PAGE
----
8 Wrestlers Who Ripped Off A Gimmick And Ruined It (And 7 Who Made It Better)

Wrestling is an old business and thus repeating stuff is inevitable. From angles to characters, wrestling has done a lot of “reruns” over the years. You couldn’t throw a stone in the 1980s without seeing a tag team emulating the Road Warriors. Too many times has the “evil foreign heel” been used and multiple guys openly copying another. Sometimes, it’s meant to be blatant (Jay Lethal’s Randy Savage act in TNA) and other times it just comes off as a copy. But a few times, an odd thing happens as the “rip-off” ends up doing things far better than the original ever did. It’s rare but mix the right guys with the right angle and a gimmick take-off can really work.

Of course, the failures are more notable, the guys who tried to succeed with another gimmick and couldn’t. But if a gimmick clicks, it can make a wrestler's entire career. It’s tricky as with so much else in wrestling but if a guy can make a gimmick work, it’s sensational. But if he can’t, it’s just a lame bit that ruins the original material in a way. Here are 8 guys whose gimmick rip-offs were bad but seven who made them better and how tricky wrestling can be.

15 RUINED: Lex Luger (Hulk Hogan)

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It’s not his own fault but it still has to be counted. When Hulk Hogan left WWE in a huff in 1993, Vince McMahon was naturally upset. He thus decided that he didn’t need Hogan, he could make anyone a red-white-and-blue star. He turned to Lex Luger, a man long noted as “the next Hogan” by people and was pushed as the Narcissist. Luger body-slammed Yokozuna at a special 4th of July challenge and soon boosted to the main event. Vince then put him out on the “Lex Express” pushing Luger as a patriotic guy kissing babies and meeting young fans.

Luger was at his best showing his cocky manner, a good heel but even as a face, could be arrogant. Having him be this humble American hero didn’t fit him at all and it showed. He failed to win the belt after all that build and various pushes afterward didn’t work out either. Luger accepted a lower pay cut from WCW as far better than anything WWE gave him.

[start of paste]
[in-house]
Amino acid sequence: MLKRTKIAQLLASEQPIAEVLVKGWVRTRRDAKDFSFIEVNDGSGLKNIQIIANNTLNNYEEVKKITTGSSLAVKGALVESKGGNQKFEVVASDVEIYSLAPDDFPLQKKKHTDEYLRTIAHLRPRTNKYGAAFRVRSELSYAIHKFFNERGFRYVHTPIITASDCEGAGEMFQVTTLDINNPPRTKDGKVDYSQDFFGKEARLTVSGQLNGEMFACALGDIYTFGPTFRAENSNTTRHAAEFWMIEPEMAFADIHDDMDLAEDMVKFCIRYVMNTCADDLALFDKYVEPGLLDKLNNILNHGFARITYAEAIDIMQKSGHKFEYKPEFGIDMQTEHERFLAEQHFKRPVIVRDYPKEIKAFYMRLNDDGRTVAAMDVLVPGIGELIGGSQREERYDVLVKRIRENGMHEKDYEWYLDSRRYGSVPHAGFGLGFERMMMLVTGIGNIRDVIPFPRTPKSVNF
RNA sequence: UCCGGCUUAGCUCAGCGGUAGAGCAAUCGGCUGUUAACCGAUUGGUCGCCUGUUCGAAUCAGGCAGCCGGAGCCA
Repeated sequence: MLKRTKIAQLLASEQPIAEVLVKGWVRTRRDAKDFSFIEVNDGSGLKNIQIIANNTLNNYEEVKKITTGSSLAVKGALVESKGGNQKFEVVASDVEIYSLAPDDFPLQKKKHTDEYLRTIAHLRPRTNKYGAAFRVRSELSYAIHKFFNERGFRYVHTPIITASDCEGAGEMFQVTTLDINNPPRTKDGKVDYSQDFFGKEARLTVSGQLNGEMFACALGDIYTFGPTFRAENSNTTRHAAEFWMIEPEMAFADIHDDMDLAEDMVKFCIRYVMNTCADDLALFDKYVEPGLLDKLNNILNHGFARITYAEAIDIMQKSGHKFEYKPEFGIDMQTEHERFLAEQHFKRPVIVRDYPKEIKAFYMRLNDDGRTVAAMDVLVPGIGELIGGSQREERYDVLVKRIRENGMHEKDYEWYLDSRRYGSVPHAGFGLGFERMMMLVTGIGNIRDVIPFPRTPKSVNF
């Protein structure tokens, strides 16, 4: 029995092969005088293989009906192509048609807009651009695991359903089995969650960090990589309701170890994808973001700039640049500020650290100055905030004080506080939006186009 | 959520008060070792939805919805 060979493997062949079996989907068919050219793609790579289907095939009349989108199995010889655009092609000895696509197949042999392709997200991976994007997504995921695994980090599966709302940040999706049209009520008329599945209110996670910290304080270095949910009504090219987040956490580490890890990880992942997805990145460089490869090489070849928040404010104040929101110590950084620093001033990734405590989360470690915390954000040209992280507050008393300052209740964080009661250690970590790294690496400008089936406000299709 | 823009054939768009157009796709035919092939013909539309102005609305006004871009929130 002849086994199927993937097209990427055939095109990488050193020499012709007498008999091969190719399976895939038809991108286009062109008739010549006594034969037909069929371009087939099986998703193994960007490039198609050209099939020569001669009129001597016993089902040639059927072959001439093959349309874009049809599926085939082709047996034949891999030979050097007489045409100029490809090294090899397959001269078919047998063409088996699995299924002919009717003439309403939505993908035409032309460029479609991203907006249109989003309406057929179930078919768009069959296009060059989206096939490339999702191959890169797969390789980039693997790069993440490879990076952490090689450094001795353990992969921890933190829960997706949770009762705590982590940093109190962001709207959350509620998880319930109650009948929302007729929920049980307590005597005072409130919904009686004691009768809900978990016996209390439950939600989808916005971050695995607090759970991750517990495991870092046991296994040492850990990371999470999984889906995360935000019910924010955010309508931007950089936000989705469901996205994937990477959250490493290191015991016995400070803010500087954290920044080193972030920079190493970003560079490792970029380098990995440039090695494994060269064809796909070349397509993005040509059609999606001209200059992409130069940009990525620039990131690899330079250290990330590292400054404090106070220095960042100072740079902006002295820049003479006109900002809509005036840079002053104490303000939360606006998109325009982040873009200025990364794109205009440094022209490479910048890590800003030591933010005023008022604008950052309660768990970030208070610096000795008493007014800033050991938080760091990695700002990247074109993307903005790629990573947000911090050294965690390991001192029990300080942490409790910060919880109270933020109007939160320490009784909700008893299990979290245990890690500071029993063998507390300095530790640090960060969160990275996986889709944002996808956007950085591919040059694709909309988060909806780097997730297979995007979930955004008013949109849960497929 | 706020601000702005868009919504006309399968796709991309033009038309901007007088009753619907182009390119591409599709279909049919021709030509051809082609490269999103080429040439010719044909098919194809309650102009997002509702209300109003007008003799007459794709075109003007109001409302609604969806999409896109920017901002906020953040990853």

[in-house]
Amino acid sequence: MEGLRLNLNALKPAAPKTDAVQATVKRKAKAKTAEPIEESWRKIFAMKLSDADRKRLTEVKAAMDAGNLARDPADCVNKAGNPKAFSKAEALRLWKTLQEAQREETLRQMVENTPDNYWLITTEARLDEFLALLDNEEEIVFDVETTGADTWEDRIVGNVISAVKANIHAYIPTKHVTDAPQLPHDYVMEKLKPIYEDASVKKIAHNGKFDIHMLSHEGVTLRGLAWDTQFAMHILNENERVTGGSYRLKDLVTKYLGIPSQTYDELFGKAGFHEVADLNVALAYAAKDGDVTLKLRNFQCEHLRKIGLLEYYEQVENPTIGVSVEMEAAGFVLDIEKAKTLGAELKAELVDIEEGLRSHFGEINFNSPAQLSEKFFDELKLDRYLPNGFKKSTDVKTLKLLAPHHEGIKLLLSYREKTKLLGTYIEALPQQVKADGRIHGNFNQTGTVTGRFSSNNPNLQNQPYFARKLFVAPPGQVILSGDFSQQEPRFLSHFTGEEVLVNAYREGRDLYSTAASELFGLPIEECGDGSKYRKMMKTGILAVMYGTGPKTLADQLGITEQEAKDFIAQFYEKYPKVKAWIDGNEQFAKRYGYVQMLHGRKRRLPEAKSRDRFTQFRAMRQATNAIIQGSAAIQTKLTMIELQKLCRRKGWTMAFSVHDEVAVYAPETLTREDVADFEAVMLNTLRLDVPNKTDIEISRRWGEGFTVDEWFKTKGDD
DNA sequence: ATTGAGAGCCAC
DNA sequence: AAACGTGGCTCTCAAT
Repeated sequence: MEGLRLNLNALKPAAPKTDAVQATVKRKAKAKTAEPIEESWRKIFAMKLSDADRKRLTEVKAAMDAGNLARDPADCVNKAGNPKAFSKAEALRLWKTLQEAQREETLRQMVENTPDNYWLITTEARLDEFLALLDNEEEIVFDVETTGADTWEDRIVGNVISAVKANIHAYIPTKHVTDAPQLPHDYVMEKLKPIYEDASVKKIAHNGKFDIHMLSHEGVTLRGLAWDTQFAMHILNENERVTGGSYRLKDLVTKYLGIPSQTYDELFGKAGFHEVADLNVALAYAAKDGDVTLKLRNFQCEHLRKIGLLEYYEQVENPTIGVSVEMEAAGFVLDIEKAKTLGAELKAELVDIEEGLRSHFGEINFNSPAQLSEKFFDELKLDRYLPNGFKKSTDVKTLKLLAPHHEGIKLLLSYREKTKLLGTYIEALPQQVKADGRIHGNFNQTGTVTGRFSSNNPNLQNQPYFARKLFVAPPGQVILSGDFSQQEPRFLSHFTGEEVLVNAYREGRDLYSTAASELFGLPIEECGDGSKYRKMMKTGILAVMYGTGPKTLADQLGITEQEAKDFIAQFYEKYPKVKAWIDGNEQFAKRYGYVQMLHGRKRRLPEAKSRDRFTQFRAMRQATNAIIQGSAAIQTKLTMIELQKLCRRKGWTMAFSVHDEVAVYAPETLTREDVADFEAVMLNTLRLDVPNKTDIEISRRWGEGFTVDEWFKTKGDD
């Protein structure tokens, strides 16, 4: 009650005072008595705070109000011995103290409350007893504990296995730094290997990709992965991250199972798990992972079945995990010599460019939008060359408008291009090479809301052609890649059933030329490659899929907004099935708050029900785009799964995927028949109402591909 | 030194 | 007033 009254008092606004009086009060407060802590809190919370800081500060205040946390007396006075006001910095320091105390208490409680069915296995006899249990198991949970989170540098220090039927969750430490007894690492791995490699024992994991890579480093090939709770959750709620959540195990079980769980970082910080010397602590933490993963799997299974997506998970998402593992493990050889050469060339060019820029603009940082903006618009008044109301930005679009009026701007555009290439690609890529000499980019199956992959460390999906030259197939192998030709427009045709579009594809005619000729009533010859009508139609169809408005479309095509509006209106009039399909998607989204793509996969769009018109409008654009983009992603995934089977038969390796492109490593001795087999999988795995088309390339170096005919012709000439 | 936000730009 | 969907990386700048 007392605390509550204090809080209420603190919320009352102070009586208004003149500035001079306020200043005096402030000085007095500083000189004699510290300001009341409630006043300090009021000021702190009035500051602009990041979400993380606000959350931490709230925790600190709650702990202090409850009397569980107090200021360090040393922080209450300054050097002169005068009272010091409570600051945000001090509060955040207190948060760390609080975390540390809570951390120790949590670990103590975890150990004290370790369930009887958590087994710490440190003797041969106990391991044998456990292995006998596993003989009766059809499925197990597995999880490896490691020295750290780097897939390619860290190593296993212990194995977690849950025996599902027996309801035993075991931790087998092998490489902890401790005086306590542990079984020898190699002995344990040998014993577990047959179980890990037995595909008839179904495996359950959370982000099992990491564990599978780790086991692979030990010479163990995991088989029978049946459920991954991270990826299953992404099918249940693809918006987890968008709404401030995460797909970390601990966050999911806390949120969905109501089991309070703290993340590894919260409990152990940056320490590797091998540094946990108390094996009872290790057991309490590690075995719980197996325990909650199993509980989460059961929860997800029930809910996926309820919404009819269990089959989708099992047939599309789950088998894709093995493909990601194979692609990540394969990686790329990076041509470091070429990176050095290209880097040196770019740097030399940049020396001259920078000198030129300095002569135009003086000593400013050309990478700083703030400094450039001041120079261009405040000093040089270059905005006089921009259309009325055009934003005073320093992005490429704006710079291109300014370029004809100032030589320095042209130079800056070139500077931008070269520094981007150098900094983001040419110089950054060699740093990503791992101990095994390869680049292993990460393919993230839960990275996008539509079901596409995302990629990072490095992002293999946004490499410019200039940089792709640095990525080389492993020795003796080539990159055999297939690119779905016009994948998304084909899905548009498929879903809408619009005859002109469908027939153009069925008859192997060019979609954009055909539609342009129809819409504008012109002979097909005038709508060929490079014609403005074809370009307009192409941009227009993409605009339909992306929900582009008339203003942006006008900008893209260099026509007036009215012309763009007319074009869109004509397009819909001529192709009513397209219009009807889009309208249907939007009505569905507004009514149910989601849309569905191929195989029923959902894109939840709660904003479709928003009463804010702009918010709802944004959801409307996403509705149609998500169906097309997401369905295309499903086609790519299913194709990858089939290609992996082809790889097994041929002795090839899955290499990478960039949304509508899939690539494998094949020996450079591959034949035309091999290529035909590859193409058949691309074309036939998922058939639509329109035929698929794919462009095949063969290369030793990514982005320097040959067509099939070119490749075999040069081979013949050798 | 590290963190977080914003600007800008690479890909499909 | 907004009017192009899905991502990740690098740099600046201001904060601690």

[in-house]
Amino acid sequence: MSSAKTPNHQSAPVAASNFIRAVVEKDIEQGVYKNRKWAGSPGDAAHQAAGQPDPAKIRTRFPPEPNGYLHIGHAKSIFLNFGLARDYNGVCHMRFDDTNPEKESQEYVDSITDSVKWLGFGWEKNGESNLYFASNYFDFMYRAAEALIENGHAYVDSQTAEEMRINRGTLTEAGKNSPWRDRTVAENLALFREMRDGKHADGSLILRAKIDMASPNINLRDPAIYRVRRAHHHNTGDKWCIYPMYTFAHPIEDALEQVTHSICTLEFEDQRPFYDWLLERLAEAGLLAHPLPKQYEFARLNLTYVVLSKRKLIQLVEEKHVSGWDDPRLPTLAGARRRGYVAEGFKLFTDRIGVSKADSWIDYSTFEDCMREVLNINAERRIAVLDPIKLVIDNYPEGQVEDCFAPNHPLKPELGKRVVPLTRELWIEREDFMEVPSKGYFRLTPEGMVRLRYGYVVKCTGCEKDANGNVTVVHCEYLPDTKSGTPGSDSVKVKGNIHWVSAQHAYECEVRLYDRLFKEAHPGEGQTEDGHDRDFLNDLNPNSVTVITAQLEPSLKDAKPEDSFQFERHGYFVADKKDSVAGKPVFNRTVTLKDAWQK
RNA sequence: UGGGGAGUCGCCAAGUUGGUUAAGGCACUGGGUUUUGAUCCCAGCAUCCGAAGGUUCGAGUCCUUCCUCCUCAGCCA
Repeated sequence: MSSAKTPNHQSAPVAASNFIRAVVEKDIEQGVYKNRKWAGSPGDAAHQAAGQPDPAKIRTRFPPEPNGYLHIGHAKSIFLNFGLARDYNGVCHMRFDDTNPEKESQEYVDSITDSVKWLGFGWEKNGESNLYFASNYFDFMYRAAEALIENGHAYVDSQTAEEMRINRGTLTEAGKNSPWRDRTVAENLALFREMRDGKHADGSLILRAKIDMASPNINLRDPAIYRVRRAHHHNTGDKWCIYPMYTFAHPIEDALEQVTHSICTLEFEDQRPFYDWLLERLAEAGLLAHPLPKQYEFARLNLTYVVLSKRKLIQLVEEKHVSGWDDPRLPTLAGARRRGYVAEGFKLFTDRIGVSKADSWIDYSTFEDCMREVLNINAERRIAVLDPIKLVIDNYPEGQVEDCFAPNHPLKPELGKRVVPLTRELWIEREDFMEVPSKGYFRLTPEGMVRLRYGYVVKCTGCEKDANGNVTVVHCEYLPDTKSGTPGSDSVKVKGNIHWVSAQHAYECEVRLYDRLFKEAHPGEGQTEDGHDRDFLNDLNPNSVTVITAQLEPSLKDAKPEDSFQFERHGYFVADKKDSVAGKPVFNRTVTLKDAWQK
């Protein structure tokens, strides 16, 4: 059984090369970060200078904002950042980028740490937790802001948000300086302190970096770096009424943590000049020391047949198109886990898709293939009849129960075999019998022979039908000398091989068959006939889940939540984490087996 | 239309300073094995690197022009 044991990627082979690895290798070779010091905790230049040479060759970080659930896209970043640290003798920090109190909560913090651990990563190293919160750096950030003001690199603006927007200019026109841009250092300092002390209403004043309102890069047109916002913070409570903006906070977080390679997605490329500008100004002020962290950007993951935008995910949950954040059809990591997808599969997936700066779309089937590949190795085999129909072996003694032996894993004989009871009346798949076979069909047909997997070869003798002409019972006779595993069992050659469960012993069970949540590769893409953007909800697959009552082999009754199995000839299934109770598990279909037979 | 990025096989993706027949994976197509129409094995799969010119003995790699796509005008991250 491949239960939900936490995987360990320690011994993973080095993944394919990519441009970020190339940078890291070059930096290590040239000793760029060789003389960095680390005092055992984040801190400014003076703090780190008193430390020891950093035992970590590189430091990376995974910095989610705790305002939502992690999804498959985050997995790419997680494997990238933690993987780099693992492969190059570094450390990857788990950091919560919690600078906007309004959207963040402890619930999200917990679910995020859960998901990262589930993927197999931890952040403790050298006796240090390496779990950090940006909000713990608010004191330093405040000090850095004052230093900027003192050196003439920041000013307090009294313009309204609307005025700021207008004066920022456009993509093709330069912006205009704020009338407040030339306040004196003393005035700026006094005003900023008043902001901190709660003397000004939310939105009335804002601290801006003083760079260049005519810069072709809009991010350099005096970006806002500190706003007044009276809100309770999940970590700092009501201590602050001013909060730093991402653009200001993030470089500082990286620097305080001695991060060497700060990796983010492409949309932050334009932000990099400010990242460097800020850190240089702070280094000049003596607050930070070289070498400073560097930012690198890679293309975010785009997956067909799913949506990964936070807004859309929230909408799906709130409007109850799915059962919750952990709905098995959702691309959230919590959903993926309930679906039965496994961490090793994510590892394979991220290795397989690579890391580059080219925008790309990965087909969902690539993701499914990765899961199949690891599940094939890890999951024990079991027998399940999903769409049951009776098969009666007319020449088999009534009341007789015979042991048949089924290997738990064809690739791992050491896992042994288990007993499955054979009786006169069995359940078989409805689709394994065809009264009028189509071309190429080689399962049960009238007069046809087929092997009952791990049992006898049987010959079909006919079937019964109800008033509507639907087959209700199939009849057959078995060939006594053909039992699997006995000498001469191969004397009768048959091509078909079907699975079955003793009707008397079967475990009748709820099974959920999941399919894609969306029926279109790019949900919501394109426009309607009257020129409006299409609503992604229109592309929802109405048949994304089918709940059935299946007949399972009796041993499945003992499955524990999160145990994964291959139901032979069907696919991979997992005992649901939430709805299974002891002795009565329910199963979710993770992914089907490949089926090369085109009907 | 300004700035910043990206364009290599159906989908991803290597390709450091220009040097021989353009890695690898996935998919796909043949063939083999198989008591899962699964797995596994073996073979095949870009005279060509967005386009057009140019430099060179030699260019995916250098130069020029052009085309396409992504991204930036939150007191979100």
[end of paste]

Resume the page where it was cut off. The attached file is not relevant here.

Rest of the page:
14 BETTER: Zack Ryder (Robbie E)

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It could have been a total disaster. When Zack Ryder debuted, he was a good worker with talent but long ignored. So he decided to remake himself on an act obviously based on the Jersey Shore TV show. Robbie E had been trying it in TNA but it came off more annoying than really successful. It could have been a mess, lame jokes and clichés mocking New Jersey totally. But Ryder used his real roots to push the “Long Island Z” videos and break out a bit more. Soon, the fans were responding and Ryder was a top act in the company. WWE had to pay attention by giving him a run as U.S. champion but sadly cut the legs out from under him with a bad burial job. It’s a damn shame given that Ryder was amazing taking what could have been a joke gimmick and turning it into something huge.

13 RUINED: Sting as the Joker

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Sting was great from the start with his face paint and wild style to become WCW’s main star. In 1996, he changed his image to one inspired by “The Crow” and became more popular than ever. His brooding face, darker colors and striking without warning put him on the fast track to major success and he kept with it for years. But in 2011, Sting decided to do another twist but not as successful. He started acting up like Heath Ledger’s version of the Joker from “the Dark Knight” messing up his makeup and acting crazy. He would do wild laughs and freak people out while wearing red suits and such.